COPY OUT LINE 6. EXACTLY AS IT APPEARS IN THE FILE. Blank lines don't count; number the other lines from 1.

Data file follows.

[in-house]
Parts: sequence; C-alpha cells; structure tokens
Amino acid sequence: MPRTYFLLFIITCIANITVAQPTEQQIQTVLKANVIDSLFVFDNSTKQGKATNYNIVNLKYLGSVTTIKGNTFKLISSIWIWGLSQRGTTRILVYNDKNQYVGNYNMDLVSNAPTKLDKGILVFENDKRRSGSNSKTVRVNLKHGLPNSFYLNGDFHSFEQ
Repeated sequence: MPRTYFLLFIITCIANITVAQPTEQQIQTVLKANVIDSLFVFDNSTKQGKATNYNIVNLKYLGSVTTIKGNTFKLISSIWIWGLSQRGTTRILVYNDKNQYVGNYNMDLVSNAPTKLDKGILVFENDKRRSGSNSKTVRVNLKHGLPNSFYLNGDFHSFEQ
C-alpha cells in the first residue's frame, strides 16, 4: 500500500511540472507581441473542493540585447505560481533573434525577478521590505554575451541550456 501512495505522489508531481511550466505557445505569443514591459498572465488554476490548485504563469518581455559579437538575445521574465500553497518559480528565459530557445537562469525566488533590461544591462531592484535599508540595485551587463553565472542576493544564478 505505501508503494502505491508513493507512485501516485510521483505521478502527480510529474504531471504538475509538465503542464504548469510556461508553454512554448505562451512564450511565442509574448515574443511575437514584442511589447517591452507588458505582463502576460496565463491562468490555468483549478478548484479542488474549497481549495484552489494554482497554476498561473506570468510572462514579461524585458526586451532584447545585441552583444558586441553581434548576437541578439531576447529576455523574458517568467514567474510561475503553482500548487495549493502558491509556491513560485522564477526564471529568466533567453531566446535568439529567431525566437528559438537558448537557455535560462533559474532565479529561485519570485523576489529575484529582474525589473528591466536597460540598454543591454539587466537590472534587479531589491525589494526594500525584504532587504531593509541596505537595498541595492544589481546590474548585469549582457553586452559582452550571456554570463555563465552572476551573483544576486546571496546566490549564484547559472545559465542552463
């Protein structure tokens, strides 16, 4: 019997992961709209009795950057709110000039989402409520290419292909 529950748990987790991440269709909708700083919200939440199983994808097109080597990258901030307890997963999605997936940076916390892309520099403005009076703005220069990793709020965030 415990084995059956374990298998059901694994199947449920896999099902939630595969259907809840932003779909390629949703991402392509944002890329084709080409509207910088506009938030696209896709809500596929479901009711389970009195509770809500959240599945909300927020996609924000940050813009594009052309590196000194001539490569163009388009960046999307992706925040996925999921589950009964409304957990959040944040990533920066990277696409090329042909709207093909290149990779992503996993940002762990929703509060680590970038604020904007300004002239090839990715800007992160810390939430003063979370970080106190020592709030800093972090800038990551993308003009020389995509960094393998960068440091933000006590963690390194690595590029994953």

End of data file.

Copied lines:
């Protein structure tokens, strides 16, 4: 019997992961709209009795950057709110000039989402409520290419292909 529950748990987790991440269709909708700083919200939440199983994808097109080597990258901030307890997963999605997936940076916390892309520099403005009076703005220069990793709020965030 415990084995059956374990298998059901694994199947449920896999099902939630595969259907809840932003779909390629949703991402392509944002890329084709080409509207910088506009938030696209896709809500596929479901009711389970009195509770809500959240599945909300927020996609924000940050813009594009052309590196000194001539490569163009388009960046999307992706925040996925999921589950009964409304957990959040944040990533920066990277696409090329042909709207093909290149990779992503996993940002762990929703509060680590970038604020904007300004002239090839990715800007992160810390939430003063979370970080106190020592709030800093972090800038990551993308003009020389995509960094393998960068440091933000006590963690390194690595590029994953």